Lessons in Self Advocacy
At HCZ, we believe college is the primary pathway to breaking the cycle of intergenerational poverty. Team members like Laressa and the programs they run are the heart of our mission.
Like many HCZ staff members, Laressa leverages her own personal experience to best support her scholars. At the time of her college application crisis, she learned to advocate for herself. Now, she’s teaching her scholars to do the same.
“I’m proud to see my scholars take responsibility for their choices and make changes that are in their best interests,” she says.
Community of Support
Most people don’t learn how to make those choices and changes by themselves. It takes a teacher, a mentor, and sometimes, a community of support. Laressa understands this firsthand.
After relocating to Brooklyn from Haiti following the country’s 2010 earthquake, she was taken in by her uncle and enrolled in the school where he taught.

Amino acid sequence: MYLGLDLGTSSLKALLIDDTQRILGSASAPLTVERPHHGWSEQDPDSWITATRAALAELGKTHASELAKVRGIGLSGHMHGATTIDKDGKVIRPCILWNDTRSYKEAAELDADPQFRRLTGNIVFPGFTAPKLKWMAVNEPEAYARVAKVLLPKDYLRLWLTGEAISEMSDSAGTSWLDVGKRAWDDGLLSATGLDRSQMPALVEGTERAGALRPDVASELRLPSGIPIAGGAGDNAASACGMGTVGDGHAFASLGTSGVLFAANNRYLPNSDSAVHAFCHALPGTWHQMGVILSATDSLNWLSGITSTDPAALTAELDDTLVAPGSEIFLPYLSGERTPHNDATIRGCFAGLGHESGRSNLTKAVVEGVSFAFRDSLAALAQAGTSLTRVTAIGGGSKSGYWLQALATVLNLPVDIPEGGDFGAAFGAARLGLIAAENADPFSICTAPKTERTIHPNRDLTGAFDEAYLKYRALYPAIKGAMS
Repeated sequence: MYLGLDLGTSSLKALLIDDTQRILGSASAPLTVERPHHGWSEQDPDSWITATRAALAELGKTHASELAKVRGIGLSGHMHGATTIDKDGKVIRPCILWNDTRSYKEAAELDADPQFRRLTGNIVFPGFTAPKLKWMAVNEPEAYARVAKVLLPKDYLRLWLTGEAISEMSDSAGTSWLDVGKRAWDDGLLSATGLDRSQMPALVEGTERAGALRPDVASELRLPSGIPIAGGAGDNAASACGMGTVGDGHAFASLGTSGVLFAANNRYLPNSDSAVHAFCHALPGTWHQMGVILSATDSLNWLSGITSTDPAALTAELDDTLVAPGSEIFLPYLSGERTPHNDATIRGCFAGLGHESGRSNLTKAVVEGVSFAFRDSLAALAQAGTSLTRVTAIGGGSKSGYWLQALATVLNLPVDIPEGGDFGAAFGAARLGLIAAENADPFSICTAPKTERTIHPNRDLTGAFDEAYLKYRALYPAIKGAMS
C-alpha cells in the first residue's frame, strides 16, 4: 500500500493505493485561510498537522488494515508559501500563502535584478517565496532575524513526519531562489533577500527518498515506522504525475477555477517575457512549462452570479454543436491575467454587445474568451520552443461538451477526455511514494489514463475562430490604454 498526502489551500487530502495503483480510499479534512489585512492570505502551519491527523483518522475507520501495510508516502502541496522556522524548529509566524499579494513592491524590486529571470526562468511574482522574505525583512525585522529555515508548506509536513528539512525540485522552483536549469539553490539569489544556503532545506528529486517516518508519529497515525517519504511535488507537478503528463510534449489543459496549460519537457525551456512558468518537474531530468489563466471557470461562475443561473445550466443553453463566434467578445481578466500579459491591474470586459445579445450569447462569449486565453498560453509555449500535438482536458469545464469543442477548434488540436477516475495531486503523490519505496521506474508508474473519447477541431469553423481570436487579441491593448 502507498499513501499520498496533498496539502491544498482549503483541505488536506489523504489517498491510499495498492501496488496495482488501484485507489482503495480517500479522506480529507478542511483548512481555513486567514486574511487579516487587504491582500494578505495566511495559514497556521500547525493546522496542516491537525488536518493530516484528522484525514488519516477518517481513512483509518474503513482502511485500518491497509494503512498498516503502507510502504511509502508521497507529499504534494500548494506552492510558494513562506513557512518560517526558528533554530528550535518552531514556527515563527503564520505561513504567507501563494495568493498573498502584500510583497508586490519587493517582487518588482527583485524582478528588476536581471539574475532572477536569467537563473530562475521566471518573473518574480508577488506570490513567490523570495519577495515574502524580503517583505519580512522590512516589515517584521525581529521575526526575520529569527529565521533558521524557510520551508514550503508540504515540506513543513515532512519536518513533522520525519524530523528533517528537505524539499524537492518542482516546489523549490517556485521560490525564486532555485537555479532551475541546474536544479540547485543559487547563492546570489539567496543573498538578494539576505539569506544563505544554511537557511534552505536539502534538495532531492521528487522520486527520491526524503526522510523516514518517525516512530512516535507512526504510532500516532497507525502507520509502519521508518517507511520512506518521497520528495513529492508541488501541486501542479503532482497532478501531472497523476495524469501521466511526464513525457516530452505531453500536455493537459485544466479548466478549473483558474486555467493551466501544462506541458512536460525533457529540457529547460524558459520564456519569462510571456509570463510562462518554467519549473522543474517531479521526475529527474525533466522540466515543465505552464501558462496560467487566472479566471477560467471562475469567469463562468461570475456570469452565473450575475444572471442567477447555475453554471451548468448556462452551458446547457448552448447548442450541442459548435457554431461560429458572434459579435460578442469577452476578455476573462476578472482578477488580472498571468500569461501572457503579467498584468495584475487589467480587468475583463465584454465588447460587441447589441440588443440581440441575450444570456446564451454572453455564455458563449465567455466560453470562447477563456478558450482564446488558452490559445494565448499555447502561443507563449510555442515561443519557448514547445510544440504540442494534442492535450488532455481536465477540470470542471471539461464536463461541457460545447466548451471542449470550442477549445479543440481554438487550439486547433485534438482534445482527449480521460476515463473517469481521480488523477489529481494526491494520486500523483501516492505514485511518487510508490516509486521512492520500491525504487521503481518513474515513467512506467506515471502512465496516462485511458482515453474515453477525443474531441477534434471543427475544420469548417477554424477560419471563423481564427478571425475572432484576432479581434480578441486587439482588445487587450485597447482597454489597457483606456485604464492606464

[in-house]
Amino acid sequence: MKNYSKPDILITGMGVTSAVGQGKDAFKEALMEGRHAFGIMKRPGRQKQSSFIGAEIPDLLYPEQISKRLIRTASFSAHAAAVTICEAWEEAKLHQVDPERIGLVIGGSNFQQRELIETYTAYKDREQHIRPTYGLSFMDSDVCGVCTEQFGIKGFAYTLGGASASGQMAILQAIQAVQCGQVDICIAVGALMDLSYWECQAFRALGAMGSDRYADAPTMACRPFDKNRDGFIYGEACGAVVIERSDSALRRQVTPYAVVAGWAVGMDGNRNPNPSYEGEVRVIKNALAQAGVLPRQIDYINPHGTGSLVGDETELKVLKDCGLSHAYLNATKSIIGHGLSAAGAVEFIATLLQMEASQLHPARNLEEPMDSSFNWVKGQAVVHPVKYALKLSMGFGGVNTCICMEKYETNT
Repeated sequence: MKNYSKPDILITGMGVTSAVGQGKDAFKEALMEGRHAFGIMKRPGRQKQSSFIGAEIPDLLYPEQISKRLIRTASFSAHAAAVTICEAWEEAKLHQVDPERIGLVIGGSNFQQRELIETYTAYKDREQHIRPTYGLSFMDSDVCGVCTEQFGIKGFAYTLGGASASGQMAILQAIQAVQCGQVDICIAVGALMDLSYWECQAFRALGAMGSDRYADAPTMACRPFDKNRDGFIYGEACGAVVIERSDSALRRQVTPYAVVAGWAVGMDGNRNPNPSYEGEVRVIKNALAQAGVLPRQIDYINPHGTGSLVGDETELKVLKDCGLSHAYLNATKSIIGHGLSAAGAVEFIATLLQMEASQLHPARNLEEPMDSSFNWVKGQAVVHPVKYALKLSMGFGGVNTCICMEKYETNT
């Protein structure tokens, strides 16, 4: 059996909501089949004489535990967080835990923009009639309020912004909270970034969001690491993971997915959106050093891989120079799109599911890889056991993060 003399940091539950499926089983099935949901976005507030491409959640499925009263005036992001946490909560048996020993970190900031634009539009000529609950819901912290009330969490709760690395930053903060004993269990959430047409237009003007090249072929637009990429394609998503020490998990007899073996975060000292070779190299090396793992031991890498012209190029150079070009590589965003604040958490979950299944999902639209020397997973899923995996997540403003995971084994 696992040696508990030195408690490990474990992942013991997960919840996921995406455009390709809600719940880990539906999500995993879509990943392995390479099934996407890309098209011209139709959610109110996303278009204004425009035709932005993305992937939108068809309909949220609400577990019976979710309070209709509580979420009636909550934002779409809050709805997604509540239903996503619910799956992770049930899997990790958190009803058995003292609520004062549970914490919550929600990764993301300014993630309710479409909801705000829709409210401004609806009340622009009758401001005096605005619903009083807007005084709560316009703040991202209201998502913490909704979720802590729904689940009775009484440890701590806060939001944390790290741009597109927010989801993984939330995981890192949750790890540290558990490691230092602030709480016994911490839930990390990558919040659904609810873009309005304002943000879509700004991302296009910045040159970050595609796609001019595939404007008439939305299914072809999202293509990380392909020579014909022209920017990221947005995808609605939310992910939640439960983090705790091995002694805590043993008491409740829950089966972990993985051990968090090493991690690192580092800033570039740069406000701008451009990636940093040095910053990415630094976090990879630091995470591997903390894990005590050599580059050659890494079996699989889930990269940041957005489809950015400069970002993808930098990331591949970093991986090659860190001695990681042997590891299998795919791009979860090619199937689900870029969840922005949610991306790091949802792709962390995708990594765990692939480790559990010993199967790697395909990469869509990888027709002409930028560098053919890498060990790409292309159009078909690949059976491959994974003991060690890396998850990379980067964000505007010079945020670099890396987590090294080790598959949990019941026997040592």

“I didn’t have time to process everything that had happened,” she recalls. “There was an earthquake. Then moving. Then a new school. Then a new language.”
Laressa leaned on her school community for support. Her French- and Creole-speaking classmates helped her with translations. Her teachers gave her extra tutoring after school. By the time she graduated from the school, she was fluent in English.
College is only the First Step
Now, the college coordinator is helping to lead a similar village of support at HCZ. Laressa loves to make a big deal of the success of her scholars. Any time one of them gets a college acceptance letter, she makes a point to announce it over the loudspeaker at ETC.
“They try to act all cool and not get embarrassed,” Laressa laughs. “But I know they’re proud. We’re proud, too.”
It’s a huge milestone. Still, Laressa reminds her students that getting into college is only the first step. There’s more to be done to make sure they’re enrolled.
“Then you need financial aid, letters of recommendation,” she says. “I remind my students, ‘We have a lot of work left to do!’